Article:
(© Ian Plant) Today is Friday the 13th, a day of special significance to the ranks of the superstitious. There are those who believe that certain numbers have mystical, occult, or magical properties. Unfortunately, many photographers fall into this category.
I’m not talking above the lucky number 7, the unlucky number 13, or most of the other numbers out there that people imbue with special meaning. I’m talking specifically about two numbers in particular— 0.33333333… and 1.61803399…—which unfortunately cause much mischief these days in the photography world (by the way, the dots at the end of each number indicate that both are endless fractions).
At this point, you are probably wondering, what am I talking about? Let’s start with 0.33333333…, which expressed as a mere number seems rather harmless. A more familiar way of putting it is “one-third,” or even more familiar to the photographer, the “Rule of Thirds.” This so-called “rule” of composition holds that one should divide a photograph into thirds horizontally and vertically, and place important parts of the image on the resulting dividing lines or at the intersection of two lines.
The second number, 1.61803399…, is more commonly known as the “Golden Ratio,” or by a host of other increasingly ambitious names culminating in the “Divine Proportion.” Claims about the Golden Ratio are as vast and irrational as the number itself (an irrational number is any real number that cannot be represented as a simple fraction with terminating or repeating decimals). In recent years a whole slew of junk science and preposterous assertions have arisen arguing that the Golden Ratio is the unifying proportion that “explains it all”—that the number is “written into” all people, all of nature, and the very Universe itself. According to Golden Ratio aficionados, all great art conforms to the Ratio, whether intentionally or not. By the way, I’m not making any of this up.
Sorry folks, but magic numbers aren’t real—especially in the art world. The Rule of Thirds may be a useful guideline from time to time (I use it quite often), and the Golden Ratio might even have some merit as well. But I can tell you this: all great art is great because the artist was able to successfully convey his or her vision to others. Mastering composition, mood, and moment are all elements of creating successful art, but the precise proportions and ratios are not. To claim otherwise is to trivialize the genius behind each masterpiece. The mystery and awe we experience when we view Da Vinci’s “The Mona Lisa,” Van Gogh’s “Starry Night,” or de Goya’s “The Third of May” have nothing to do with the numbers.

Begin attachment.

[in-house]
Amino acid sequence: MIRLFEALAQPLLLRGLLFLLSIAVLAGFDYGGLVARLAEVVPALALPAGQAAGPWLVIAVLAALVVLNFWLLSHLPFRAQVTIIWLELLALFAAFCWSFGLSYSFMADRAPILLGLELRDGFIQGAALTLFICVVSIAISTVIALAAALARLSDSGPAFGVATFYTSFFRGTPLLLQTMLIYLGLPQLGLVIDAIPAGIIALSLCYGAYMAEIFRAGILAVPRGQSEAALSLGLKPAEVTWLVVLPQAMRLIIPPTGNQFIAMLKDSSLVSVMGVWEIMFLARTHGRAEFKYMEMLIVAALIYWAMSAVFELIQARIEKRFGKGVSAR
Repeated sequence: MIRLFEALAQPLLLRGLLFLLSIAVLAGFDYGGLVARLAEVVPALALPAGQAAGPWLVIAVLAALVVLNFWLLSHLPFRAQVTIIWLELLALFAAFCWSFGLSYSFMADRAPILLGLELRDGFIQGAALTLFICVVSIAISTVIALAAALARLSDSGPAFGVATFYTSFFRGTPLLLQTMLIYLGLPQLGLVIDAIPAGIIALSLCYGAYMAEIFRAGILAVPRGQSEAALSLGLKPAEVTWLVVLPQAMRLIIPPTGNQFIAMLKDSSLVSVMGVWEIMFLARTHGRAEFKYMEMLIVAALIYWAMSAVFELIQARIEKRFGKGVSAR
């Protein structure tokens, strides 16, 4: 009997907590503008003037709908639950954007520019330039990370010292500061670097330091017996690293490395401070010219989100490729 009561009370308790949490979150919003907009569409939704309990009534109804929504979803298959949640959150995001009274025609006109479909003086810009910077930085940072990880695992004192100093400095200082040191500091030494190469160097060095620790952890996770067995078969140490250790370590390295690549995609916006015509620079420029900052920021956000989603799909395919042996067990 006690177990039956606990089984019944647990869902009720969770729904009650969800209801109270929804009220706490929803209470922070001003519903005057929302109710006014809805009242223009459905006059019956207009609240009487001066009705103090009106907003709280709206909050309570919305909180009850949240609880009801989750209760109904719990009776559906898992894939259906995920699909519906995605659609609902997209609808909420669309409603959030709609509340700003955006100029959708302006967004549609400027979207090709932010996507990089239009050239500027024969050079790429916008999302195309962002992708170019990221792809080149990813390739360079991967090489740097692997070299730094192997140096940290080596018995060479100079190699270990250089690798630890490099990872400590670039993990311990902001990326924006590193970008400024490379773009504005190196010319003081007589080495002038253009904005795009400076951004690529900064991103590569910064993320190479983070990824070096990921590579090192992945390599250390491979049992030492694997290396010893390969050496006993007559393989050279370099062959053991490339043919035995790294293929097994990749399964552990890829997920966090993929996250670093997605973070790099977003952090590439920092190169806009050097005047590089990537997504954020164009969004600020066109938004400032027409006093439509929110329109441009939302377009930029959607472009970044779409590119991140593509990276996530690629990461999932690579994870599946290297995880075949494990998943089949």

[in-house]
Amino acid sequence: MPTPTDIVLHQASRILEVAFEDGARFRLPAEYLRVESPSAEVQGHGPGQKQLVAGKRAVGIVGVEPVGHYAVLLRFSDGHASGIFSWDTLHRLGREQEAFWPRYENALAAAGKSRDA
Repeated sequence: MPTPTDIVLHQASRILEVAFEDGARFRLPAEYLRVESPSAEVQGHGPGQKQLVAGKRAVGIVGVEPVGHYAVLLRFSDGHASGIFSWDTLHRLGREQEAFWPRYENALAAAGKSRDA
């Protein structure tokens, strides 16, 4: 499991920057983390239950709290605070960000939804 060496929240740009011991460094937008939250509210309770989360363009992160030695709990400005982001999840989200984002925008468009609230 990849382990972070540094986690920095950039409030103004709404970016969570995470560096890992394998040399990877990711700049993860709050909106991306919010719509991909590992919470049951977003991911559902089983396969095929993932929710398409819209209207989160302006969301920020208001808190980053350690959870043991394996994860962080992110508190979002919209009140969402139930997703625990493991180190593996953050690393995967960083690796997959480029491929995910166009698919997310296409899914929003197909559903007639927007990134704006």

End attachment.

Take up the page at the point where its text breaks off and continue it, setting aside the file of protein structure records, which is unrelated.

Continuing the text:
Besides, I can’t help but feel that anyone who wants to reduce something as creative and subjective as artistic composition to mere numbers is looking for some sort of illusory comfort zone. That simply won’t work. Art is chaos—it is messy and unpredictable, and that’s the way it should be. Simple rules are for simple minds. Trying to reduce art to the numbers is just that.
If you want to believe that the numbers can make your photographs great, so long as you are creating good compositions, you won’t hear me complaining. But think of it this way—if all you are doing is applying a formula to your photographs, what does that make you? I can tell you what it doesn’t make you: original or unique. So my advice is to skip the superstition, and don’t be afraid to find your own path.
Unless, of course, that path leads under a ladder or past a black cat.
Check out my article in this month’s OP called Break Free From Your Comfort Zone.
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